The agency's actions provided some silver lining. Its plan to restore the fund's reserves to 1.15% of insured deposits was stretched from five to seven years, and the agency decided to ease new premium pricing factors that would penalize institutions that rely too heavily on noncore funding.
But the estimates of future failure costs has gone sky-high. Just four months ago the FDIC estimated that they would be $40 billion for 2008 to 2013. By Friday that estimate had grown to $80 billion.
Comptroller of the Currency John Dugan said it was clear the special assessment is necessary. "We do have to be very careful about potential issues about public confidence," Mr. Dugan said. He did not rule out an eventual tapping of the Treasury credit line. "There may be circumstances where we may wish to do that. I would not foreclose the notion that we could go to such a point."
David Skiles, the president and CEO of the $240 million-asset First Peoples Bancorp Inc. in Port St. Lucie, Fla., said the FDIC should have pursued other avenues for replenishing the fund, such as tapping the line of credit.
"This is certainly not the time to assess new fees on banks. … Banks are burning through capital right now and doing the best they can to survive," Mr. Skiles said. "We are already strained to the limit."
Many observers, including Mr. Wilcox, noted that the special assessment was announced the same day the Treasury Department increased its stake in Citigroup Inc. "Why do I pay under the same formula as Citibank, who got its third scoop off of the taxpayer's pie today, while the community bankers got kicked in the teeth?" he asked.
The Independent Community Bankers of America said it is seeking legislation that would let the FDIC charge a special assessment on all systemically important institutions to rebuild the fund.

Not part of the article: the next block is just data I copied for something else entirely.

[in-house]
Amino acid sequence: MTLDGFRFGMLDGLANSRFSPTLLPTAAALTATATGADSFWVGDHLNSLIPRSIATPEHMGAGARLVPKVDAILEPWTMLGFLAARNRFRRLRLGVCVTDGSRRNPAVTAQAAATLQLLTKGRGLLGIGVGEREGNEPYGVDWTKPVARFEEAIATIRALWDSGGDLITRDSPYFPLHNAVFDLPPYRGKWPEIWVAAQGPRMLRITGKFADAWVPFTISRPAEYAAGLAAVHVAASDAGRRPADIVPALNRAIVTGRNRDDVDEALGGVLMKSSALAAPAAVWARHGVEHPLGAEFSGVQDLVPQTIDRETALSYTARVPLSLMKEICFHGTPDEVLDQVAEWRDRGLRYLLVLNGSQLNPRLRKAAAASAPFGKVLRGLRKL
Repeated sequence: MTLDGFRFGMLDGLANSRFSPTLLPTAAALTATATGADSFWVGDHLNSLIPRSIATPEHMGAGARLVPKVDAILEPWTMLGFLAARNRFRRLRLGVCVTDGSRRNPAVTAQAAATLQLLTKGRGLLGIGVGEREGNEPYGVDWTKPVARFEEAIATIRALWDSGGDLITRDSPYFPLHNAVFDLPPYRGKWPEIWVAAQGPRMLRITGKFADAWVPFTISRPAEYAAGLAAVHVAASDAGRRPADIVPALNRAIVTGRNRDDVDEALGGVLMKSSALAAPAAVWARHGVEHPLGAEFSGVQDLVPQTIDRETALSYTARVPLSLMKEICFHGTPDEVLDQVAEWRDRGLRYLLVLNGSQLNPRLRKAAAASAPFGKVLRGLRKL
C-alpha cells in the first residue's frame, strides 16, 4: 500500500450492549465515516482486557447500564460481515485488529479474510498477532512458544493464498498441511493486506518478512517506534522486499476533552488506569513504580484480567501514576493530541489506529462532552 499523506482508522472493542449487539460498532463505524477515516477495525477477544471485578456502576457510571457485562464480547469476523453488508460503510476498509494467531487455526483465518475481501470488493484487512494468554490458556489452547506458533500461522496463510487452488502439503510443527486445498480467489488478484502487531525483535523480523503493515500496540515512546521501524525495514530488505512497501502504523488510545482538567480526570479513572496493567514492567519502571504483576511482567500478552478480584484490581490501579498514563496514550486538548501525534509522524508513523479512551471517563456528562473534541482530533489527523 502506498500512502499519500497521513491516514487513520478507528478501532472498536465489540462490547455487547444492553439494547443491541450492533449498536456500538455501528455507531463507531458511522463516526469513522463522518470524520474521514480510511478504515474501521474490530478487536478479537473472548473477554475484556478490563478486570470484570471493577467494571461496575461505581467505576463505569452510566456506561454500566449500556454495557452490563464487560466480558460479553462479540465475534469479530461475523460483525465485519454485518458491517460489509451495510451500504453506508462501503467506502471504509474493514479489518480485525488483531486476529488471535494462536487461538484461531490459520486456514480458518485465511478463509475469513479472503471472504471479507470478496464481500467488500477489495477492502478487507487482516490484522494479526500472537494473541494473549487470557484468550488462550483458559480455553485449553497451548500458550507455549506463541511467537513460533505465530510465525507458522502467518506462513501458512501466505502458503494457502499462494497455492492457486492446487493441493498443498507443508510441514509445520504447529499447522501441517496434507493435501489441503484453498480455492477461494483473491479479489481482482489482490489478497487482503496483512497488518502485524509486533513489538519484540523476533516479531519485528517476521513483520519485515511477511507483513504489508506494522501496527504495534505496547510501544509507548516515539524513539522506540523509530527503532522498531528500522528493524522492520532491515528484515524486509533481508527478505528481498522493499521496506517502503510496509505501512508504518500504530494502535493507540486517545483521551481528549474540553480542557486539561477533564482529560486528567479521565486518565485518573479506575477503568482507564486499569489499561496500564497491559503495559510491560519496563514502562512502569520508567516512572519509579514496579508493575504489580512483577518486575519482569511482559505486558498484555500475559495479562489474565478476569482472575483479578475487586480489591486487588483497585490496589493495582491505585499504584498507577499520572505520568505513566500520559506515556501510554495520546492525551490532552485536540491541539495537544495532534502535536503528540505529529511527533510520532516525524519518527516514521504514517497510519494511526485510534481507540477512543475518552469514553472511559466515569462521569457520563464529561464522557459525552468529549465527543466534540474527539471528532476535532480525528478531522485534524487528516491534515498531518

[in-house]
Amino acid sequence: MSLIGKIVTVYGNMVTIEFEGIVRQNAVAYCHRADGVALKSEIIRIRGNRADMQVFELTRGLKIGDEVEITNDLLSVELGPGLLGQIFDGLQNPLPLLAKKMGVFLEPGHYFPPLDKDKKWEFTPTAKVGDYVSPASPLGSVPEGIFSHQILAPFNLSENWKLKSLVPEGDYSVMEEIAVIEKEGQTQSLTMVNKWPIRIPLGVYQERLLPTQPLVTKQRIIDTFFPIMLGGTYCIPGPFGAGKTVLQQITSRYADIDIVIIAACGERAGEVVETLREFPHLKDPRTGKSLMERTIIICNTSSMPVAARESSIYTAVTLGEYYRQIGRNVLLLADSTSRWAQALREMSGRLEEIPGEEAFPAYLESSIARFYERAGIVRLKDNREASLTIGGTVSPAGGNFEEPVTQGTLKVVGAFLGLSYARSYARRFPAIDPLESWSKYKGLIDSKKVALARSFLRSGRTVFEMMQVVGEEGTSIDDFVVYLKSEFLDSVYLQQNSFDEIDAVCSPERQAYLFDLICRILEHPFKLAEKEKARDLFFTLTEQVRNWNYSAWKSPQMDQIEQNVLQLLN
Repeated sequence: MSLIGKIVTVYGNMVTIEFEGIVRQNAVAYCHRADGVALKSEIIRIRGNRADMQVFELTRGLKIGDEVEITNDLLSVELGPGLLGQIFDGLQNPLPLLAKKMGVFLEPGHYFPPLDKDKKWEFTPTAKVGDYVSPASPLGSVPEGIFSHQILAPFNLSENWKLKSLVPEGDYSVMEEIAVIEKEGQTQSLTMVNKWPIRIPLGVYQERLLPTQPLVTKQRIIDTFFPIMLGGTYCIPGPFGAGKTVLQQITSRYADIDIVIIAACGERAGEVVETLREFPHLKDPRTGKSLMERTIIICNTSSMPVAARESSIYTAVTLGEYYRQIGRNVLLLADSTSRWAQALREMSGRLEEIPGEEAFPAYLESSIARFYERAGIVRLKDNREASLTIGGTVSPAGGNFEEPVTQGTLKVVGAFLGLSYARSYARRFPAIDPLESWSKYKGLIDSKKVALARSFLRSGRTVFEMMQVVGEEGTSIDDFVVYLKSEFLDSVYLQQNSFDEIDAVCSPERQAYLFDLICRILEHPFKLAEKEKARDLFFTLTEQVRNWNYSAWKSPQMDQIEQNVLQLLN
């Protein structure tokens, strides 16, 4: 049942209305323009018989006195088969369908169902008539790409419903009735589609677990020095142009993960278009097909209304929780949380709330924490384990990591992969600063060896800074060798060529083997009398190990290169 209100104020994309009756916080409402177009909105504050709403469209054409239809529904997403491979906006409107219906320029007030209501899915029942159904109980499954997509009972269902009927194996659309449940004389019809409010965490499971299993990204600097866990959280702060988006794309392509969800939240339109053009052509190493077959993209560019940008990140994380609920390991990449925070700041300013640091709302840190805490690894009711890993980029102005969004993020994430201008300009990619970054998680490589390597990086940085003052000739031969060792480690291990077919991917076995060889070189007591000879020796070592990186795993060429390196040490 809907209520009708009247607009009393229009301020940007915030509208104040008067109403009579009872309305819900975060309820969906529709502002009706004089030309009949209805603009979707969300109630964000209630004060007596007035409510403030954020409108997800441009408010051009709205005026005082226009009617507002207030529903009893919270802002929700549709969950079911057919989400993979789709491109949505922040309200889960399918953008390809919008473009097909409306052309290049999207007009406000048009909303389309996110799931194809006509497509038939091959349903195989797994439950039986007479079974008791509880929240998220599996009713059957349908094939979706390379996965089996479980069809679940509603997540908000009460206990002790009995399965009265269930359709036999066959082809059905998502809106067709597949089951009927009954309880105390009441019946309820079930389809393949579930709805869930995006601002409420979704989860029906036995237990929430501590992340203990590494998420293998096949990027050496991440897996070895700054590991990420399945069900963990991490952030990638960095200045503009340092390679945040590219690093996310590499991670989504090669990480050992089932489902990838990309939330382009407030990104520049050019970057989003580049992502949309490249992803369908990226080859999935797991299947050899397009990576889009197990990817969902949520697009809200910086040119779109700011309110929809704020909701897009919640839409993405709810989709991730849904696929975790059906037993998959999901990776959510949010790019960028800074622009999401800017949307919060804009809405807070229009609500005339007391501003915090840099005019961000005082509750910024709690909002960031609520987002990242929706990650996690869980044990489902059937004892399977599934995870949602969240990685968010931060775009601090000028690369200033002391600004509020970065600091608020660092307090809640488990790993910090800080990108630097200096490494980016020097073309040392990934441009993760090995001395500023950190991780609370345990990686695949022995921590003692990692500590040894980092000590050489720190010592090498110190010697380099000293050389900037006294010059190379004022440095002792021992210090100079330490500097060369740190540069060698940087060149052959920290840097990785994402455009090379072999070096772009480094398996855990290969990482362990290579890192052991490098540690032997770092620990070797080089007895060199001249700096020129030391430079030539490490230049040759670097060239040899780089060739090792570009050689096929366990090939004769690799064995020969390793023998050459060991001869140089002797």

"Those are the institutions that pushed the economy into this turmoil," said Camden Fine, the trade group's president. "Every bank that they are doing a stress test on should have to pay a systemic risk premium."
In the meantime, the ICBA is also asking the FDIC to base premiums on total liabilities, not domestic deposits.
The FDIC's interim rule asked for comment on things like whether special assessments should be based on assets "or some other measure" besides domestic deposits. It also asked whether all FDIC assessments "should take into account the assistance being provided to systemically important institutions."
Community bankers argue that they are paying more than their share, since their institutions are funded largely by deposits, while large banks have alternative funding mechanisms.
"I believe FDIC insurance is important, but I would prefer they find another way to fund it because I believe disproportionately the burden will fall on community banks," said Bill Loving, the CEO of $205 million-asset Pendleton Community Bank Inc., a unit of Allegheny Bancshares Inc. in Franklin, W.Va. "I'm truly disappointed in the timing and the amount" of the assessment.
He was seconded by many others. "I think it's wrong in no uncertain terms," said Jeffrey Gerhart, the president and CEO of Bank of Newman Grove in Nebraska.
He estimated that his $30 million-asset bank would have to pay a premium equal to more than half its earnings last year.
Steven Trager, the CEO of the $3.3 billion-asset Republic Bancorp Inc. in Louisville, said he is angry Republic must pay for the mistakes of big-bank competitors.
"I am frustrated that they continue to protect and aid those that made bad decisions," he said.